The Fourth A. A. International Convention
The fourth AA International Convention was the first not
held in the USA. It was held in Toronto, Canada, in July 1965.
Bill and Lois were, of course, prominent on the program, and at that time many of the old-timers were still active and at the convention.
Nell Wing, Bill's secretary, particularly remembered
Clarence Snyder, who started AA in Cleveland. She said that Bill spent "a couple
of hours" in Clarence's hotel suite reminiscing about the early days.
This surprised Nell, who pointed out:
"He started a group in Cleveland in May 1939, the first group, as far as we know, to use the A.A. initials. (Bill had been using the full name since 1938 in letters and a pamphlet.) On this slender basis, Clarence forever claimed to have founded A.A."
"As long as Bill was alive," Nell notes, "Clarence was antagonistic and hostile toward him. He was a leader of a small group of dissidents, who were anti-Conference and anti-G.S.O., and who bad-mouthed Bill for many years.
And here was Bill in Toronto, chatting and chuckling
with his bÍte noire and enjoying it all. I believe that was the last time they
Nell adds that a "feisty priest who had threatened to disrupt the 'Coming of Age' ceremony in St. Louis, was at this convention also, but now he was loving and kind to Bill and Lois and everyone else. He had just returned from an audience with the Pope in Rome, bearing a citation for Bill. It hangs now on the wall at Stepping Stones."
The film "Bill's Own Story," which Nell had watched being made at Stepping Stones, was shown for the first time in Toronto. It was well received and has been reproduced in several languages since then.
I think I need to give tribute to one person who made Toronto such a significant convention: Al S.
Al S., an advertising and film man in New York, had joined the fellowship in March 1944. "'Within a month," Nell Wing reports, "he was 'into action,' as the Big Book says. Among his many contributions to AA, he helped re-form the Manhattan group, and also helped organize another club for A.A.s on Forty-first Street. He helped structure the New York Intergroup, for which he served as secretary and director. While there, he and another member,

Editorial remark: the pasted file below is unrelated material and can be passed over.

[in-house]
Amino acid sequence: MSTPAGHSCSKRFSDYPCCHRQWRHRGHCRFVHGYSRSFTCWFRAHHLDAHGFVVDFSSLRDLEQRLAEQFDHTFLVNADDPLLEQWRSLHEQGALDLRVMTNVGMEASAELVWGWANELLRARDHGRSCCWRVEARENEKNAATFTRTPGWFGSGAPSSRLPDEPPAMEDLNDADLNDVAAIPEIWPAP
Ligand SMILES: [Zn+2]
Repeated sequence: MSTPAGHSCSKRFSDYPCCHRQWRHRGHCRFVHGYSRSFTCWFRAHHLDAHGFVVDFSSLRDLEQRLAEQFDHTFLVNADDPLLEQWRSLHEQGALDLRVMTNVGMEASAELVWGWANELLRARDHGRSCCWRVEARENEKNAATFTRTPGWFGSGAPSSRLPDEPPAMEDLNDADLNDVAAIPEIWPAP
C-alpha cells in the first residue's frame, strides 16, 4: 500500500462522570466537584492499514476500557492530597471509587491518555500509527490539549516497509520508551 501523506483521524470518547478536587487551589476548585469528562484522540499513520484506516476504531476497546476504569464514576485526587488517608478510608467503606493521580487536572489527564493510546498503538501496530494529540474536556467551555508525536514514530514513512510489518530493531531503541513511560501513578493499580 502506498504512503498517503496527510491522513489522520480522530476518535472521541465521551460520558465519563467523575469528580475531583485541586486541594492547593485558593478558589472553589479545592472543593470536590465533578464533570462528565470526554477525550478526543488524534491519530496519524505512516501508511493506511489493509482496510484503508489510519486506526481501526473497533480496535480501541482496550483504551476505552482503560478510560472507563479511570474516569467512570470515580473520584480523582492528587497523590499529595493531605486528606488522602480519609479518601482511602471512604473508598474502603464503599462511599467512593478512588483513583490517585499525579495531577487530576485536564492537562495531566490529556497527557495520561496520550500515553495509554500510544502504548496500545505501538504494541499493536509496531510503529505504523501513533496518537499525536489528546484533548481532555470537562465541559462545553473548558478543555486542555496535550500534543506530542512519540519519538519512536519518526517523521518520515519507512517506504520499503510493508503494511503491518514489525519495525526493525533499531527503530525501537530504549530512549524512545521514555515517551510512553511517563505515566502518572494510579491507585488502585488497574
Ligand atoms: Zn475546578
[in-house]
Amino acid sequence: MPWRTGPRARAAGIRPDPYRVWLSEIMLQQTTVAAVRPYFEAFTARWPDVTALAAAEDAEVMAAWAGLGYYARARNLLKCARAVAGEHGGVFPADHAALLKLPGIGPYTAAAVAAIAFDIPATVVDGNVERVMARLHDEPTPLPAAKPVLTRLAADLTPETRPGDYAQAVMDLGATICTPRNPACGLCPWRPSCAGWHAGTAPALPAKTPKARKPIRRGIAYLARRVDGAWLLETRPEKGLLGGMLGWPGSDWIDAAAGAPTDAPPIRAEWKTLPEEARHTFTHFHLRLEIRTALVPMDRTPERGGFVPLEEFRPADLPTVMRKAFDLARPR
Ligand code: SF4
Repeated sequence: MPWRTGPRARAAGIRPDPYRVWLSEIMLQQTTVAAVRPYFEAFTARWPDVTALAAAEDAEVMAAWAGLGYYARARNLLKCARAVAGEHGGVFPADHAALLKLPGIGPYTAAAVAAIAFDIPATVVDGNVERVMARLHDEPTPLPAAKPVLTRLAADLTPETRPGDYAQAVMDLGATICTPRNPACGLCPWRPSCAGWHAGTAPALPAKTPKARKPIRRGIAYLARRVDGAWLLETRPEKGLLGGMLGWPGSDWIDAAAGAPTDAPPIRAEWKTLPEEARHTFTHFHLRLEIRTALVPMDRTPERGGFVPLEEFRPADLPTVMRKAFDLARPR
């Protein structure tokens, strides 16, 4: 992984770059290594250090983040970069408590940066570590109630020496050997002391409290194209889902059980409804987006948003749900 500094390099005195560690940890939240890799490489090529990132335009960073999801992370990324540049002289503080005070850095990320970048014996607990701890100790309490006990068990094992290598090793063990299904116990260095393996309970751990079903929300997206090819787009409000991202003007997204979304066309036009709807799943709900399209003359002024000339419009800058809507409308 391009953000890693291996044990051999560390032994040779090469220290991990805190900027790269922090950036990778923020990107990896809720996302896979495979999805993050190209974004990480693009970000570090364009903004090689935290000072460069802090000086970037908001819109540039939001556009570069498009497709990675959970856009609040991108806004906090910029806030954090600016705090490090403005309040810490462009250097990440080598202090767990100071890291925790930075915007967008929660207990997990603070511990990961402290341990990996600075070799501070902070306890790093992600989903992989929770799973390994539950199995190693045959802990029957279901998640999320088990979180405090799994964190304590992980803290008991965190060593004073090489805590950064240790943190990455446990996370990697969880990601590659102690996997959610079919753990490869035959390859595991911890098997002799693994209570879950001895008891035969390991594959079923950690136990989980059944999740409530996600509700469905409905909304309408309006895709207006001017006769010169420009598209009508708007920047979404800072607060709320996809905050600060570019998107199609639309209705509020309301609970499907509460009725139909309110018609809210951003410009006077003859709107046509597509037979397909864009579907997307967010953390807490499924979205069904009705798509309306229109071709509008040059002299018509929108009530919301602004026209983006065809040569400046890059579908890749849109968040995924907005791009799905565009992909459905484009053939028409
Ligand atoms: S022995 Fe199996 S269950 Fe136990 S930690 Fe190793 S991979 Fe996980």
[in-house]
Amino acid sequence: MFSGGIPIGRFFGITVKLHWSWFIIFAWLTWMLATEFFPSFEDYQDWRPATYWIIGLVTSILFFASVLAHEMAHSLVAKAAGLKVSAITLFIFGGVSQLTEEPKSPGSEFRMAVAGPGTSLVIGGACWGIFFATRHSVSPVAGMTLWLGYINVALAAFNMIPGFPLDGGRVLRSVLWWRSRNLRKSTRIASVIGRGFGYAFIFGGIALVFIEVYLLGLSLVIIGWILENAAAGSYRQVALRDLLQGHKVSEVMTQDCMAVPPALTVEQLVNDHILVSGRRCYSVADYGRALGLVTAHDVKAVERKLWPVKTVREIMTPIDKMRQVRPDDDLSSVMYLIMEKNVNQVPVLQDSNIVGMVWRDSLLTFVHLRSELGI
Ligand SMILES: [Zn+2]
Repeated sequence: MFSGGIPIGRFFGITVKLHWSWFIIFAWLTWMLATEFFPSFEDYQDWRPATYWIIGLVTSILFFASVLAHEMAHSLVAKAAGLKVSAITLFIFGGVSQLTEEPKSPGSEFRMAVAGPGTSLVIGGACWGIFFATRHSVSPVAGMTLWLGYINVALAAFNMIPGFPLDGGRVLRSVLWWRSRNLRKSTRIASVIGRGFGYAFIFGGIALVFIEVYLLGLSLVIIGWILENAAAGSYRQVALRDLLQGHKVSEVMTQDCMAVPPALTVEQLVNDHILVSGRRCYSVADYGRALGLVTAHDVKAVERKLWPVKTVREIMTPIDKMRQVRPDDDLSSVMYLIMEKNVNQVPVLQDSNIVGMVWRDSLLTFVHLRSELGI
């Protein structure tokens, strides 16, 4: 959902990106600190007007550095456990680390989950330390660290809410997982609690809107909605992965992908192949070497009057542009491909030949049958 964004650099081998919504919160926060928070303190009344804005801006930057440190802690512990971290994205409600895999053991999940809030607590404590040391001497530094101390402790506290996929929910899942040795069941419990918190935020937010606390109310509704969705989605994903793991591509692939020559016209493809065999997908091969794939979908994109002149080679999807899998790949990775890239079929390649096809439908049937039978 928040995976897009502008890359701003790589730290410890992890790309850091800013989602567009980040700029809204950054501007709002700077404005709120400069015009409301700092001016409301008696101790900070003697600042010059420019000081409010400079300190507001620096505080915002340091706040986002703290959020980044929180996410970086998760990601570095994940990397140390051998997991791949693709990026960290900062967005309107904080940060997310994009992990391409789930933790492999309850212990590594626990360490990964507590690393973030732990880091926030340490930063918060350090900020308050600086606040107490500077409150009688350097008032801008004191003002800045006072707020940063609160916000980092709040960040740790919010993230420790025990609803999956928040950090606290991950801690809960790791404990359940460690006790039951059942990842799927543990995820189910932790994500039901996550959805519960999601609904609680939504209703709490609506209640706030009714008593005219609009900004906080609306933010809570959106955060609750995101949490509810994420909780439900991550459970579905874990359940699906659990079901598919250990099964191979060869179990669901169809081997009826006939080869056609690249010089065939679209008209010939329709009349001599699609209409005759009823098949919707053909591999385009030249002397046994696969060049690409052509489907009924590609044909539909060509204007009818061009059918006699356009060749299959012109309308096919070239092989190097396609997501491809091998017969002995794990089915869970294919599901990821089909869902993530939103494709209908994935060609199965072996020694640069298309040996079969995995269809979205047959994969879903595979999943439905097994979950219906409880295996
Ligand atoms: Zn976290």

George B., were instrumental in persuading Knickerbocker
Hospital to set aside a ward just for alcoholics under the sponsorship of A.A.
-- the first such general hospital in New York to do so."
Nell notes that by late 1948, Al had become editor of the Grapevine. During the time he worked on the Grapevine, he also served as a director of A.A. Publishing, Inc. (an earlier name of AA World Services, Inc. From 1958 to 1961, he was a director of the A.A. Grapevine, Inc., and a trustee on the General Service Board.
He attended, until his death, every international convention and contributed to the success of them all.
He was a valued friend of Bill's, according to Nell, and Bill solicited Al's views and comments on all his books and other writings. Nell adds: "Lois put it succinctly: 'Bill and Al were buddies.'"
I, for one, feel a debt of gratitude to Al S., whom I don't remember ever meeting, for all he did to help New York AA, especially the Intergroup office, where I made my first AA contact.
But the contribution for which most of us feel most grateful, it was Al S. who composed the "I am Responsible" pledge for the convention in Toronto.
"I will never forget -- nor will anyone who was there -- the moving ceremony of rededication on Saturday evening in the Maple Leaf Gardens auditorium. The crowd of more than 10,000 rose and joined the conference delegates, trustees, and A.A. representatives from 21 countries up on the stage in repeating the declaration. They clasped hands and loudly pronounced in one tremendous, strong voice:
"I am responsible when anyone, anywhere, reaches out for help, I want the hand of A.A. always to be there. And for that: I am responsible.
"There was a special spirit about the Toronto Convention. Many people say it was the best ever.
"Grateful To Have Been There"©, by Nell Wing
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